The landscape in Thy is the result of movements in the subsurface, glacial movements during the last Ice Age and the subsequent isostatic uplift.
The western part of Thy was a cluster of islands until 4,000 years ago. Since then the land has risen and in many places the coast has moved some kilometres to the west. The coastline of the Stone Age is now visible as distinctive inland slopes, for example along the eastern side of Hanstholm Nature Reserve as well as at Nors Lake and Vandet Lake.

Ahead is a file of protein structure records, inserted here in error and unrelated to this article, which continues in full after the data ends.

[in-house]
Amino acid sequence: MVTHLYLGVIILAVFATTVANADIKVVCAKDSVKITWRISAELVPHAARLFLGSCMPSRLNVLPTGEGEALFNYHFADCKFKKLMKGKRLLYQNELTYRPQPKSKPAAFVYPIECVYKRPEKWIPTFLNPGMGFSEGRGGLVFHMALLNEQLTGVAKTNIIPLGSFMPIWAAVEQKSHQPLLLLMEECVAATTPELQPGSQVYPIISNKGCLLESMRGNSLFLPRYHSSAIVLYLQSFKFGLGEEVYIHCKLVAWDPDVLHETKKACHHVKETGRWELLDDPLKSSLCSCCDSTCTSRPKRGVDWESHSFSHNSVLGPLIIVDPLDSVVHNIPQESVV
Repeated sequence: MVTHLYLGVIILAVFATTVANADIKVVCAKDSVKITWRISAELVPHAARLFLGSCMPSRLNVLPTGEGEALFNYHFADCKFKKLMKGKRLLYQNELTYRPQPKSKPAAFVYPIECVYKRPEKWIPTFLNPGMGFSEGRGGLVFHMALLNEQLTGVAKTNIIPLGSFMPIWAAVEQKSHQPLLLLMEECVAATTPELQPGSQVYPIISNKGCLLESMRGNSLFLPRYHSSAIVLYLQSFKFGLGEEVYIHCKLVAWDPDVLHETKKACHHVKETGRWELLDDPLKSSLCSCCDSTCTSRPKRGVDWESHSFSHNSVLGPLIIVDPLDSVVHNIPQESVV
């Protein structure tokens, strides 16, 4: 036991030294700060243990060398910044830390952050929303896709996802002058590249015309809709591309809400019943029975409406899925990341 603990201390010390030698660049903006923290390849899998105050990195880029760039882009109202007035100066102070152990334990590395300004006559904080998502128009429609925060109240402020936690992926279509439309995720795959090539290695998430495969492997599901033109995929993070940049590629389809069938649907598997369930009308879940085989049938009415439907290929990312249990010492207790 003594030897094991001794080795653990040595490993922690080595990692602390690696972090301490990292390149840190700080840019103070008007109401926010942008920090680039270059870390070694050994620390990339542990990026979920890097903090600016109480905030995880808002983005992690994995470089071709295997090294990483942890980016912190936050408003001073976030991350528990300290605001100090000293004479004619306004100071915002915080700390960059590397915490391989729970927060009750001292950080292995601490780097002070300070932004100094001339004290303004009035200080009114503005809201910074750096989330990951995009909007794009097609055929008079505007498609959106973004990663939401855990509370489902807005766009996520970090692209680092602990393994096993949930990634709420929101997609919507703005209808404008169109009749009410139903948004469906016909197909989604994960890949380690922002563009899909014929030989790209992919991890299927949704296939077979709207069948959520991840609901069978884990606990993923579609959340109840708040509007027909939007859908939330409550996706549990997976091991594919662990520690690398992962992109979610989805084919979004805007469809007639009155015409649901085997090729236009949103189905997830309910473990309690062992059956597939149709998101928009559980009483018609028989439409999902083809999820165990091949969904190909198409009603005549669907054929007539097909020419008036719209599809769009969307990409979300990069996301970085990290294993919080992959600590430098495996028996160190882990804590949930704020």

Here it is evident that the subsurface of Thy consists of white chalk and Danian chalk.
The isostatic uplift brought up huge amounts of sand, and this formed the basis for the sand drift which strongly marks the present landscape.
Both prehistoric and historic times have seen periods with sand drift, interrupted by long stable periods. Studies show that strong sand drift has taken place in periods with a colder climate. The most recently known sand-drift periods took place around year 400 B.C. as well as between years 400 and 600 A.D. and from 1450 to 1750.
The dune landscapes we see in Thy today are a result of all these sand drift periods.